Recent results from a randomized cross-over study of 30 hyperuricemic, hypertensive adolescents showed that allopurinol (200 mg twice daily) resulted in a significant reduction in blood pressure as compared with placebo.4, 15, 16 However, similar studies in adults are lacking and no study has provided insights into mechanisms whereby uric acid might raise blood pressure in humans. Endothelial dysfunction was consistently improved by allopurinol treatment in patients with congestive heart failure17, 18 and several other conditions.19 It would be of great scientific and clinical interest if a mechanistic role for uric acid in adult hypertension could be demonstrated. The investigators have a unique opportunity to examine uric acid as a contributor to overactivity of the intrarenal RAS and impaired nitric oxide production. The investigators hypothesize that hypertensives with elevated uric acid will experience a significant fall in uric acid in response to administration of febuxostat which will correlate with an improvement in vascular responses to infused Ang II, and improved endothelial function.

As part of the same protocol the investigators will be able to assess the effect of febuxostat on proximal and distal sodium clearance by using uric acid clearance as a surrogate for proximal tubular sodium absorption. Uric acid reabsorption is indirectly coupled to sodium reabsorption: anions enter proximal tubular cells via a sodium-coupled electroneutral system and anions are then exchanged for urate.20 Renal uric acid clearance is directly and closely correlated with renal lithium clearance, a well-validated measure of proximal tubular sodium reabsorption, and both clearances have been used to estimate proximal tubular sodium handling in large, population-based studies,21, 22 as well as to measure acute responses to, for example, insulin infusion,23 beta-blocker treatment,24 and volume expansion.20, 25 Other studies have found decreased proximal tubular uric acid or lithium clearance associated with a positive family history of hypertension26 and with an adducin gene variant associated with hypertension.27 In summary, the investigators will examine the effects of lowering uric acid with febuxostat on both intrarenal RAS activity as measured by renovascular response to Ang II infusion, and on proximal tubular sodium absorption as measured by uric acid clearance. Potential effects on endothelial function, arterial stiffness, and blood pressure will also be tested.

Phase 4
Allocation: Randomized
Endpoint Classification: Pharmacodynamics Study
Intervention Model: Parallel Assignment
Masking: Double Blind (Subject, Caregiver, Investigator, Outcomes Assessor)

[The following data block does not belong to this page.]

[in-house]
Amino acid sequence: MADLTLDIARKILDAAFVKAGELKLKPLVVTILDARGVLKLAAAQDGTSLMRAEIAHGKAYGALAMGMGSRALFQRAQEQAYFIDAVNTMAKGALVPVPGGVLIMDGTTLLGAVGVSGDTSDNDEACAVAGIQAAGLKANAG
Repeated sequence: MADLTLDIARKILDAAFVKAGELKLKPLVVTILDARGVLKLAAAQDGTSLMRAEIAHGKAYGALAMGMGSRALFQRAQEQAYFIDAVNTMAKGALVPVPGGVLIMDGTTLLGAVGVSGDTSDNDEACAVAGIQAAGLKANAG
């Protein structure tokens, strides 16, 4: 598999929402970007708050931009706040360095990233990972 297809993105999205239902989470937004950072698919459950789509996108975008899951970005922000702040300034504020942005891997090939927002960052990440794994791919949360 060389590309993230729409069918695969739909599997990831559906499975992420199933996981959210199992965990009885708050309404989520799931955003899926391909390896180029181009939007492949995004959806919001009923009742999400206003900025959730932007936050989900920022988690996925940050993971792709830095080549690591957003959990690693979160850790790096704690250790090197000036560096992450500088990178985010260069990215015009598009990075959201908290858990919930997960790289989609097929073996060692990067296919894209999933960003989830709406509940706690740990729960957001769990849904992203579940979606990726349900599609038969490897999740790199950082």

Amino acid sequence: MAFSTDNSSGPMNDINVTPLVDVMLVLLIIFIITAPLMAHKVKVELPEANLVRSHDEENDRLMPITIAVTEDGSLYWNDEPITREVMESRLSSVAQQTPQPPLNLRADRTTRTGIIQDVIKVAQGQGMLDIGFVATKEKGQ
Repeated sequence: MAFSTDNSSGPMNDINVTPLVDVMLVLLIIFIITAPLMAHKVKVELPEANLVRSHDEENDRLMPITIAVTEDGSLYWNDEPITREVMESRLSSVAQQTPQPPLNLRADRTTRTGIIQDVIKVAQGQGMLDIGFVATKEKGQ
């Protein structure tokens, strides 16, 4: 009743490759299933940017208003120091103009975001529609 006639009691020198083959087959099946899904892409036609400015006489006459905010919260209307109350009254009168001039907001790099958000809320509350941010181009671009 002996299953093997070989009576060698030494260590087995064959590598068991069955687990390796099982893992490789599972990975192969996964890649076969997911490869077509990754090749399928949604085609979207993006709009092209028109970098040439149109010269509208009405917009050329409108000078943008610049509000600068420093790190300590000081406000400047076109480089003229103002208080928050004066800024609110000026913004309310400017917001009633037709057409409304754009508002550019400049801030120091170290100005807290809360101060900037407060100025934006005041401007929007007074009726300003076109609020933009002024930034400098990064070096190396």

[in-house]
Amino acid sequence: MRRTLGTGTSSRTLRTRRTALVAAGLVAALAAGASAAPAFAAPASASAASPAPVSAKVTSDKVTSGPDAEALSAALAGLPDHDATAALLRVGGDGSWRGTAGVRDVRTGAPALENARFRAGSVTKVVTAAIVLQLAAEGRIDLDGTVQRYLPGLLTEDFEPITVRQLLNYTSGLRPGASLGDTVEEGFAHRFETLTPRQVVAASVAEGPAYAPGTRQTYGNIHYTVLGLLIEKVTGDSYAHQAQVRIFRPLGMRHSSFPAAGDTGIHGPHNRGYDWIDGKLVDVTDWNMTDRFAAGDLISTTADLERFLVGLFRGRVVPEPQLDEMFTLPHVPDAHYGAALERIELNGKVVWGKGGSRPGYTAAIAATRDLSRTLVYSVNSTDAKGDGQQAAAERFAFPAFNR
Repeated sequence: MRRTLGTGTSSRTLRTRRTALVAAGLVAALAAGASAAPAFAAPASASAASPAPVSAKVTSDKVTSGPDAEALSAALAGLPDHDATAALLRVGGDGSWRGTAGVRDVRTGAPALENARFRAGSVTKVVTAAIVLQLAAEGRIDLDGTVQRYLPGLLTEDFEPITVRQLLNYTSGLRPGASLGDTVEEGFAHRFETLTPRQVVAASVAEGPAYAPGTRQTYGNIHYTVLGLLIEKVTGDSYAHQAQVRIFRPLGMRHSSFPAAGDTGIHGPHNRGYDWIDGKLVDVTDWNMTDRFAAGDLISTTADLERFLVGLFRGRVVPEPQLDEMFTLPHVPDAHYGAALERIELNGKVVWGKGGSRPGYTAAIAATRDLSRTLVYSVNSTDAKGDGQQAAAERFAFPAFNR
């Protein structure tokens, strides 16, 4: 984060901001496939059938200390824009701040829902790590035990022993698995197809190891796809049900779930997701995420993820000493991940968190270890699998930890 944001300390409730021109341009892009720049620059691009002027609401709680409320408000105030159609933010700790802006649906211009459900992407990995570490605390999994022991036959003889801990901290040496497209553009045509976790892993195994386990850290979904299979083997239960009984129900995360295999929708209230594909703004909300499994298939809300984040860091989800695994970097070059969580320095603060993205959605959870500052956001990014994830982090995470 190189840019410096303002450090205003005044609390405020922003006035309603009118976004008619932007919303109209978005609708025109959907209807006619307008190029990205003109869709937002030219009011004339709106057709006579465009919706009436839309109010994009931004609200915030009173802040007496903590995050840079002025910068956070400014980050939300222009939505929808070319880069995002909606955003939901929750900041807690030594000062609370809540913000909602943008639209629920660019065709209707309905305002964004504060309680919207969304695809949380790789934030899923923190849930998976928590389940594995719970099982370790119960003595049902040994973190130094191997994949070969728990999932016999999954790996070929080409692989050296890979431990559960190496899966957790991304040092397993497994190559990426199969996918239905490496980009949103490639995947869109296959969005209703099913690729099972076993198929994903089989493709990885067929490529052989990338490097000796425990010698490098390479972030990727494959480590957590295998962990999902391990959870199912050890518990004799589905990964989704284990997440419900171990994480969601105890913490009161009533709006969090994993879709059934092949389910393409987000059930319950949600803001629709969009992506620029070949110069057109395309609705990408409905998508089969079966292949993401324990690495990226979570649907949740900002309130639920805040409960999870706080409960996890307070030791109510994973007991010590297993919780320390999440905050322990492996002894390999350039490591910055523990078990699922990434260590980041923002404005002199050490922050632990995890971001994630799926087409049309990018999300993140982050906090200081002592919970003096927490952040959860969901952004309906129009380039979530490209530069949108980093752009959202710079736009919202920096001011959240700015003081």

Primary Purpose: Basic Science
  • Drug: Febuxostat
  • Drug: Placebo
  • Active Comparator: Febuxostat
    Intervention: Drug: Febuxostat
  • Placebo Comparator: Placebo
    Intervention: Drug: Placebo
Not Provided

*   Includes publications given by the data provider as well as publications identified by ClinicalTrials.gov Identifier (NCT Number) in Medline.
January 2014
September 2013   (final data collection date for primary outcome measure)

Inclusion Criteria:

  • Mild to moderate hypertension. For purposes of this study, the investigators define mild to moderate hypertension as being on no more than 1-2 antihypertensive medications and blood pressure <140 mm Hg systolic and <90 mm Hg diastolic based on mean seated blood pressure at the screening visit in our clinic. For these visits, the investigators measure blood pressure using a Dinamap automatic oscillometric cuff while subjects are seated quietly. The subjects are left in a quiet room without speaking for 5 minutes initially. The Dinamap is started and the technician leaves the room and 3 blood pressures are obtained at intervals of 2 minutes. The investigators use the mean of last 2 blood pressures for classification purposes. This is the approach the investigators have used in several multicenter studies including HyperGEN and the NHLBI Family Heart Study.
  • Age 18 to 60.
  • Uric acid =5.8 mg/dl. This was the mean uric acid among hypertensives in our prior study.11 As renal plasma flow response to Ang II infusion decreased linearly with higher uric acid, the investigators felt that using higher than average uric acid will provide greater power.

Exclusion Criteria:

  • Severe or poorly controlled hypertension (treated blood pressure >160 mm Hg systolic or >100 mm Hg diastolic).
  • Diabetes (type 1 or type 2).
  • Estimated GFR <60 ml/min.
  • Persons unable stop all medications (including antihypertensives) other than stable doses of thyroxine or estrogen for at least 2 weeks.
  • Secondary hypertension.
  • Prior history of clinically diagnosed coronary artery disease or congestive heart failure.
  • Taking uric acid lowering medication within 1 month of screening visit.
18 Years to 60 Years
Contact information is only displayed when the study is recruiting subjects
United States
Paul N. Hopkins, University of Utah
Paul N. Hopkins
Not Provided
Principal Investigator: Paul N Hopkins Cardiovascular Genetics
University of Utah
July 2015

ICMJE     Data element required by the International Committee of Medical Journal Editors and the World Health Organization ICTRP